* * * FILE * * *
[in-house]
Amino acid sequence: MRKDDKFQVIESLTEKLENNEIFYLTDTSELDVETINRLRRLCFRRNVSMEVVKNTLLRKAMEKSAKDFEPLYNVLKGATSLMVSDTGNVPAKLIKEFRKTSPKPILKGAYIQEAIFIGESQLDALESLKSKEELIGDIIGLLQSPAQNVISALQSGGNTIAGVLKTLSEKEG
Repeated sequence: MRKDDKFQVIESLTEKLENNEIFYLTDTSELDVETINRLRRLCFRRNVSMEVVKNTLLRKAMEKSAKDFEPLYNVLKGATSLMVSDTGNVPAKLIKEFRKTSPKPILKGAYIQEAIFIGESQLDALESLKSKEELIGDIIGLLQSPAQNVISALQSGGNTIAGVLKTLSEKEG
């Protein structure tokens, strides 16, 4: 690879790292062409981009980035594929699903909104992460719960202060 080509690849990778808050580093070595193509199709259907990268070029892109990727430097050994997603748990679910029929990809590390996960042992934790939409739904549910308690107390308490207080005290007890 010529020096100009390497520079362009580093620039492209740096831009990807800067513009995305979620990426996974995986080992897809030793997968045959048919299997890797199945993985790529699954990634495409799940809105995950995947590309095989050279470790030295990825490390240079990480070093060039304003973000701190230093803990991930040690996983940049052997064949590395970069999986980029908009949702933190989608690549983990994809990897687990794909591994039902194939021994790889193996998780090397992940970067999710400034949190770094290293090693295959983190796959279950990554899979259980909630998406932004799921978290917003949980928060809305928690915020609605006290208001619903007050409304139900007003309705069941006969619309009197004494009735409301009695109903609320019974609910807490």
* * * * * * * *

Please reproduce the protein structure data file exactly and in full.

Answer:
[in-house]
Amino acid sequence: MRKDDKFQVIESLTEKLENNEIFYLTDTSELDVETINRLRRLCFRRNVSMEVVKNTLLRKAMEKSAKDFEPLYNVLKGATSLMVSDTGNVPAKLIKEFRKTSPKPILKGAYIQEAIFIGESQLDALESLKSKEELIGDIIGLLQSPAQNVISALQSGGNTIAGVLKTLSEKEG
Repeated sequence: MRKDDKFQVIESLTEKLENNEIFYLTDTSELDVETINRLRRLCFRRNVSMEVVKNTLLRKAMEKSAKDFEPLYNVLKGATSLMVSDTGNVPAKLIKEFRKTSPKPILKGAYIQEAIFIGESQLDALESLKSKEELIGDIIGLLQSPAQNVISALQSGGNTIAGVLKTLSEKEG
């Protein structure tokens, strides 16, 4: 690879790292062409981009980035594929699903909104992460719960202060 080509690849990778808050580093070595193509199709259907990268070029892109990727430097050994997603748990679910029929990809590390996960042992934790939409739904549910308690107390308490207080005290007890 010529020096100009390497520079362009580093620039492209740096831009990807800067513009995305979620990426996974995986080992897809030793997968045959048919299997890797199945993985790529699954990634495409799940809105995950995947590309095989050279470790030295990825490390240079990480070093060039304003973000701190230093803990991930040690996983940049052997064949590395970069999986980029908009949702933190989608690549983990994809990897687990794909591994039902194939021994790889193996998780090397992940970067999710400034949190770094290293090693295959983190796959279950990554899979259980909630998406932004799921978290917003949980928060809305928690915020609605006290208001619903007050409304139900007003309705069941006969619309009197004494009735409301009695109903609320019974609910807490």